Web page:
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Media companies focus on centralizing audience data, adopting responsive design

Responsive Design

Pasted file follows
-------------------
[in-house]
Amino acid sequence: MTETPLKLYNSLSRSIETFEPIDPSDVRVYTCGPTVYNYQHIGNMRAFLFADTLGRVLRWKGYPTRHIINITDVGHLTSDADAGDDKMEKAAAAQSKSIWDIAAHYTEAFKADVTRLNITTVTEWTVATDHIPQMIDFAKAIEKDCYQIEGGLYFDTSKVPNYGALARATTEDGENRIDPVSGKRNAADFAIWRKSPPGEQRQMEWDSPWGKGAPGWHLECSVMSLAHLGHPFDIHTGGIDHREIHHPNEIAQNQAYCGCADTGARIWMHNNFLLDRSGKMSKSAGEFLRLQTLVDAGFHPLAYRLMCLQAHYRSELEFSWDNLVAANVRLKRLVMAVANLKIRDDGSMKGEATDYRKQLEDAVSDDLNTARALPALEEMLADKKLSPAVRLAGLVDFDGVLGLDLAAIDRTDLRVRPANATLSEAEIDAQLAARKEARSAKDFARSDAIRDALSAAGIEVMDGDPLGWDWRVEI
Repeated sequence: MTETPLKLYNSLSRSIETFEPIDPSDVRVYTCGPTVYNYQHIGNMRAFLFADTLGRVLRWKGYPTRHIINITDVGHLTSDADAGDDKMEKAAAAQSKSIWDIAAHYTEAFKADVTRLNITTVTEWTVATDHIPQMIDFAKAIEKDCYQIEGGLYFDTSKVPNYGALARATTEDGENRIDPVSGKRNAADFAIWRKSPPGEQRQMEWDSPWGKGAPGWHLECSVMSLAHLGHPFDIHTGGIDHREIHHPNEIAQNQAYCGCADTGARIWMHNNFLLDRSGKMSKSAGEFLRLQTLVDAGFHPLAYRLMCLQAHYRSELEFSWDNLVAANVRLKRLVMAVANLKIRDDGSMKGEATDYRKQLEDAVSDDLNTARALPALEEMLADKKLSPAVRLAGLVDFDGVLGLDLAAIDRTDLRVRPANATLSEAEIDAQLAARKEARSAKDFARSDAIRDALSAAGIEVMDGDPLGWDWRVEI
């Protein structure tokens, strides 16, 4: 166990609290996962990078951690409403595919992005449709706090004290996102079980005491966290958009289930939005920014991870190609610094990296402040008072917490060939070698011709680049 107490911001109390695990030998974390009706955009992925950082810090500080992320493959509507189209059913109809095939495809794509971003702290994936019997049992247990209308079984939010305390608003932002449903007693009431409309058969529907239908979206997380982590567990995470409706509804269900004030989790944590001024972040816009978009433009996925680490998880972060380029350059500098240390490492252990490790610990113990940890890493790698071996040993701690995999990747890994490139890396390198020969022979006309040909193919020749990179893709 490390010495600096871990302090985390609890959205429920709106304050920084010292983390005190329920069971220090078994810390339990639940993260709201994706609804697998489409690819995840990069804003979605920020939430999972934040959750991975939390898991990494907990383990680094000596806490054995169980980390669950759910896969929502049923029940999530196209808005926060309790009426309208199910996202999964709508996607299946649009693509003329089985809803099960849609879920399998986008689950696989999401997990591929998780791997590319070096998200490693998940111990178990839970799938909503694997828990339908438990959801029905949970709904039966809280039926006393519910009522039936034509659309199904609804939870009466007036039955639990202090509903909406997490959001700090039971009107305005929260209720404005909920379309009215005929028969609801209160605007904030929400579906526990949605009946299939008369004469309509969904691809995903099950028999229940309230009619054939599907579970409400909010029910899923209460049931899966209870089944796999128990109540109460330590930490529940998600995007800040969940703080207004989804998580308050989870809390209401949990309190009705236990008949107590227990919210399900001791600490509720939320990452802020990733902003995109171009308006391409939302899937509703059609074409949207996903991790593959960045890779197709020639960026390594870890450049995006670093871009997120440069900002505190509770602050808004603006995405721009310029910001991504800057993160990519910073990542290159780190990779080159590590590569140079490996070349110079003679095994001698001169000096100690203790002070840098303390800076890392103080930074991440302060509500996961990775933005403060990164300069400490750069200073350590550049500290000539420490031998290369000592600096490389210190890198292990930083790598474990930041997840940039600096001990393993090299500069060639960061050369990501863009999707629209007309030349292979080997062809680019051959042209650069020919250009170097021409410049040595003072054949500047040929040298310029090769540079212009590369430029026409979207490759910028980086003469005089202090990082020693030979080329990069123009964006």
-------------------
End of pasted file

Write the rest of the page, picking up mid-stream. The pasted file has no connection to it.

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When it comes to deploying new technologies, one question that dogs top business media executives is “How do we manage the relentless advances in technology and assure we don't get too far behind or, worse yet, go too far ahead?” said Tony Uphoff, CEO of Business.com. That question has guided the direction of most media companies in mobile. They stepped cautiously into that space in recent years by working with vendors to launch native applications for Apple's iOs and Google's Android operating system. These generally took one of two forms, replica editions of print publications and/or news apps powered by RSS feeds. The appeal of both solutions was that they caused minimal disruption to internal operations. In the past couple of years, however, developers have begun to use HTML5 and other technologies to create websites that have a so-called “responsive design”. The idea is to build one website that can automatically adapt to the screen on which it is viewed, whether that's a laptop, desktop, smartphone or tablet. Developers can create an HTML5 mobile app once and run it on many different platforms, a key benefit. “Our approach is to get all of our content to all users, regardless of device,” UBM Tech's Pearson said. “For most of our content, the best way to do that is with responsive design, but we'll supplement that with native apps where there is a purpose for having them, not just to deliver content.” Responsive design is the answer to some challenges, but it's not the answer to everything, said Farm Journal's Rouda. “Just because you've done responsive-design websites, that doesn't mean you will forget about mobile-only media,” he said. Roberta Muller, VP-product development and production at Northstar Travel Media, said one of the biggest responsive design challenges is advertising. “When you're designing the layout to render content on different devices, the ad model throws in a curve ball,” she said. Advertisers' existing materials may not be compatible with responsive-design websites, she said. Plus, she said, both sales teams and clients must be educated about which ad units work with each device and why, she said. “We need three things to come together in mobile,” said SourceMedia's Tejwaney. “Content that is meaningful and appropriate, an audience that will access that content via mobile devices and solutions that will monetize it.”
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